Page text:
15. “You must come to terms with the reality that nothing outside ourselves, be it people or things, is actually responsible for our happiness.” — Mary Edwards Walker

Walker was a doctor at a time when female physicians were rare, was arrested several times for dressing in men’s clothing, and became a vocal women’s rights activist after the Civil War.  

During the Civil War, she worked as an assistant surgeon and was captured by the Confederates. She became the first and only woman to receive the Congressional Medal of Honor — though Congress tried to take it back in 1917. She refused to return the medal, proudly wearing it until her death, and President Jimmy Carter reinstated her honor in 1977.

16. “I have learned over the years that when one’s mind is made up, this diminishes fear; knowing what must be done does away with fear.” — Rosa Parks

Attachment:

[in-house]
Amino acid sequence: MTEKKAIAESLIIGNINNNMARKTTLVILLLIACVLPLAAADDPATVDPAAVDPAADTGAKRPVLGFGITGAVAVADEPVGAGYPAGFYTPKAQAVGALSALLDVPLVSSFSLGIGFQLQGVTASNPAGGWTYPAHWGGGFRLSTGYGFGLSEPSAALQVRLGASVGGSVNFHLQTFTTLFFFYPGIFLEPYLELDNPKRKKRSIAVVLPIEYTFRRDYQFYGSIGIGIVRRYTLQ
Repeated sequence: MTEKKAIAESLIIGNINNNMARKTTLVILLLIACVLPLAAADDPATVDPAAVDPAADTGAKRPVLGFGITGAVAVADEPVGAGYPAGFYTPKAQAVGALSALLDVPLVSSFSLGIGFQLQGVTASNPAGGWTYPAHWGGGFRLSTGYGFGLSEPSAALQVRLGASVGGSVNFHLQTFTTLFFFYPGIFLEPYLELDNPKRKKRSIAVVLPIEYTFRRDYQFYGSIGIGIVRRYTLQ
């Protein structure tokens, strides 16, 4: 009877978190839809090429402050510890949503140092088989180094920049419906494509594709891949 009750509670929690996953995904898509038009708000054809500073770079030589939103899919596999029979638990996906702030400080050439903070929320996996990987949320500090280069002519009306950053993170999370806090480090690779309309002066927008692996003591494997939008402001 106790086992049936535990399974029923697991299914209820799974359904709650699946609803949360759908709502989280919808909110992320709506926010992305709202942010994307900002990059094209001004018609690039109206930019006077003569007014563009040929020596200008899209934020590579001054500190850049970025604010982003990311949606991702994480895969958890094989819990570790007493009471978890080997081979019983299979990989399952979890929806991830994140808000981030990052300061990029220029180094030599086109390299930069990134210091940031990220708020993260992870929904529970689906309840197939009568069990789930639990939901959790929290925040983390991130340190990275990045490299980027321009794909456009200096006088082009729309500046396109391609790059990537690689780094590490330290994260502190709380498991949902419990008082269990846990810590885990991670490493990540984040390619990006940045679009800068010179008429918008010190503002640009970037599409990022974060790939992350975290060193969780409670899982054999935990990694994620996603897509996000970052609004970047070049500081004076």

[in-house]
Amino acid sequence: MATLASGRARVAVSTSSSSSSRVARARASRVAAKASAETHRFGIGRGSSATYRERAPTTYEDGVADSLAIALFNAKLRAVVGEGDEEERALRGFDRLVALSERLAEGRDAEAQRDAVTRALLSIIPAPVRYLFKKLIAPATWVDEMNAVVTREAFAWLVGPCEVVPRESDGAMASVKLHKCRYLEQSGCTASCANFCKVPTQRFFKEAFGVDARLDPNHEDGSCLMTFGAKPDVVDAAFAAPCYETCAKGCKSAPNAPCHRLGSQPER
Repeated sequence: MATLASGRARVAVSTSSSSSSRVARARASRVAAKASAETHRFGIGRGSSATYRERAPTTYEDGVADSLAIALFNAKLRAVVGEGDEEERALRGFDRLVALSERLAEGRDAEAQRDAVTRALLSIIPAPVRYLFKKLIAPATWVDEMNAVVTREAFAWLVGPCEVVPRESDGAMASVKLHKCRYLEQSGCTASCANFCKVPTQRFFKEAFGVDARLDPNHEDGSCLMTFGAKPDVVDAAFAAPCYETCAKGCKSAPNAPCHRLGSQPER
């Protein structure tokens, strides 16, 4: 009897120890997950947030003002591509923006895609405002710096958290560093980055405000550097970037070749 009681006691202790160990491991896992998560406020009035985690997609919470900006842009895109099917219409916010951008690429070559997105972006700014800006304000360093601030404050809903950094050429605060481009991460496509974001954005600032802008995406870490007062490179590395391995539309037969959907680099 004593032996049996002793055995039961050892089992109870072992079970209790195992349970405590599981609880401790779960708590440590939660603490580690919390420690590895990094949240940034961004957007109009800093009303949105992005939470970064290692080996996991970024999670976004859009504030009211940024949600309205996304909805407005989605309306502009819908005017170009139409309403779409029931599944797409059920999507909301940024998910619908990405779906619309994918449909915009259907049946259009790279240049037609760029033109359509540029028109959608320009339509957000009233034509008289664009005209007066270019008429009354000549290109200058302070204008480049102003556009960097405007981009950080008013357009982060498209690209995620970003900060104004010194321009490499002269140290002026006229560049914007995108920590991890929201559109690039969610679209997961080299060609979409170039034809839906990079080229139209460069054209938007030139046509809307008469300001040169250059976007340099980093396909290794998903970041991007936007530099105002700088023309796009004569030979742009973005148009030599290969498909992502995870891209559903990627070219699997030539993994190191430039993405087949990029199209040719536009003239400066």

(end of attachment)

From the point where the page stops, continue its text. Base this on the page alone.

Rosa Parks is fingerprinted by police Lt. D.H. Lackey in Montgomery, Alabama, on Feb. 22, 1956. Image by Gene Herrick/AP Photo.

One of the most famous civil rights activists is Rosa Parks, who refused to give up her seat to a white man on a bus in 1955. She was a key player in initiating the civil rights movement in the United States.

17. “The future belongs to those who believe in the beauty of their dreams.”— Eleanor Roosevelt

First lady Roosevelt was also a writer and humanitarian. She is credited with changing the role of the first lady through her active participation in American politics.

18. “Believe in yourself, learn, and never stop wanting to build a better world.” — Mary McLeod Bethune